For his career, he’s averaged 25.4 points, 5.3 rebounds and 4.8 assists. His killer instinct and natural-born scoring ability is what makes him Hall of Famer. Most people tend to forget just how gifted he was on defense to the tune of 12 All-NBA Defensive Team accolades. Scoring 82 points in a game might make you forget about his defense.
Now that the backcourt has been solidified, we move to the small forward position, where Elgin Baylor holds his rightful place. Like Magic, Baylor was the first overall pick.
Injuries forced him into an untimely retirement, which saw him miss two great achievements in Lakers history. Subsequent to him calling it quits, the Lakers went on to win a record 33 games in a row before hanging a championship banner at the season’s conclusion.
But luck aside, Baylor had an incredible career that began with him hoisting the Rookie of the Year trophy. He made the All-NBA First Team 10 times and won the All Star Game MVP in 1959.
Baylor ended his career as the Lakers all-time leader in points per game (27.4) and rebounds per game (13.5).
Shaquille O’Neal was the Lakers center during his run that saw him win three straight titles. His ferocity on the offensive end often angered opposing players, but worked to his advantage because his unparalleled physicality made him unstoppable.
He wasn’t a gifted free throw shooter, but as he would tell you, the “hack-a-Shaq” strategy simply doesn’t work. His ineptitude at the charity stripe didn’t seem to stymie the Lakers during any of their title runs.
Shaq is tied for second in Lakers history with Jerry West in points per game (27.0) and No. 2 in field goal percentage (57.5). Although he wasn’t really known as a defensive stopper, he’s second in total blocks.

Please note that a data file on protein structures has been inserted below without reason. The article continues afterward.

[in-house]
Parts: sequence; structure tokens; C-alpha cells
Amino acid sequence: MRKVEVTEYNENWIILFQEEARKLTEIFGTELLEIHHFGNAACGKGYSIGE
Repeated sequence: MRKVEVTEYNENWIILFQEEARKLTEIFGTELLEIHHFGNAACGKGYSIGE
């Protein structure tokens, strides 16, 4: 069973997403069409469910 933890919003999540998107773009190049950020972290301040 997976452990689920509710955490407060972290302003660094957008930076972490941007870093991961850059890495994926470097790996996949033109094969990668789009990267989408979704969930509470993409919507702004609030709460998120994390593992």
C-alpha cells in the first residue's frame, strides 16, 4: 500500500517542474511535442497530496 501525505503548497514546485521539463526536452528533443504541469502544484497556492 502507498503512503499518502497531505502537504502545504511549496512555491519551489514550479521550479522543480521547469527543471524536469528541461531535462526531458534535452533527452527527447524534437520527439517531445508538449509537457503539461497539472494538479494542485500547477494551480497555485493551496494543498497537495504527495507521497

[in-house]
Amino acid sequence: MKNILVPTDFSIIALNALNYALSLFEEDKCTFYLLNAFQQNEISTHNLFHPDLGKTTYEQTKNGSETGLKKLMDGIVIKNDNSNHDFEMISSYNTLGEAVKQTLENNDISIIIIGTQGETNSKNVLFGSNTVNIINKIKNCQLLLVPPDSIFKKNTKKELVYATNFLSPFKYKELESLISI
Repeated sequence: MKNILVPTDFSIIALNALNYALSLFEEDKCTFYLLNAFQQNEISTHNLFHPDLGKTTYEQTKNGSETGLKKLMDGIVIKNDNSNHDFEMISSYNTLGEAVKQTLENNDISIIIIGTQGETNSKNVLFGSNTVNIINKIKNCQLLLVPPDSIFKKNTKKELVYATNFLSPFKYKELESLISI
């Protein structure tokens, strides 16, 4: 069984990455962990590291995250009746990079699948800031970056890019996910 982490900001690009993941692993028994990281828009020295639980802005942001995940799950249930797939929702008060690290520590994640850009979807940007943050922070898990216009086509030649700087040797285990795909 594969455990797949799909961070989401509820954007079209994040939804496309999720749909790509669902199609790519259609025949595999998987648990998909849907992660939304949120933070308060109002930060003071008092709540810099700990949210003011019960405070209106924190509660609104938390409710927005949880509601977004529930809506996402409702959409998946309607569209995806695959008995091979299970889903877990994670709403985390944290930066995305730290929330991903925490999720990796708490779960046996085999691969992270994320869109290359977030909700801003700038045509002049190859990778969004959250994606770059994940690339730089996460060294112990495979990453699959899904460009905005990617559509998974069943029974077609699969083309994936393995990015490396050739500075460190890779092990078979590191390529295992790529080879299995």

It’s always interesting to wonder how many rings Shaq and Kobe could’ve won had they been able to get along. As far as duos go, these two are up there with anybody. They were flawed, but inexorable to say the least.
Kareem is arguably the greatest center of all-time. He’s the all-time leader scorer in NBA history. He leads the Lakers in blocks, offensive and defensive rebounds, and defensive win shares. He’s also third in field goal percentage.
With career numbers of 24.6 points, 11.2 rebounds and 2.6 blocks per game, Abdul-Jabbar wasn’t just exceptionally talented, but like everyone else mentioned, he had an extremely high basketball IQ. And I’d of course be remissed if I didn’t mention that he’s responsible for the most unguardable shot in the history of the league–the hook shot.
Though he didn’t necessarily display accuracy at the line, Shaq was dead on with picking his teammates. Whether it was Magic Johnson’s flashy passes, Kobe Bryant’s impeccable shot making, Elgin Baylor’s hanging jumpshots, Shaquille O’Neal’s posterizing abilities or Kareem Abdul-Jabbar’s skyhook, they all had trademarks attached to them.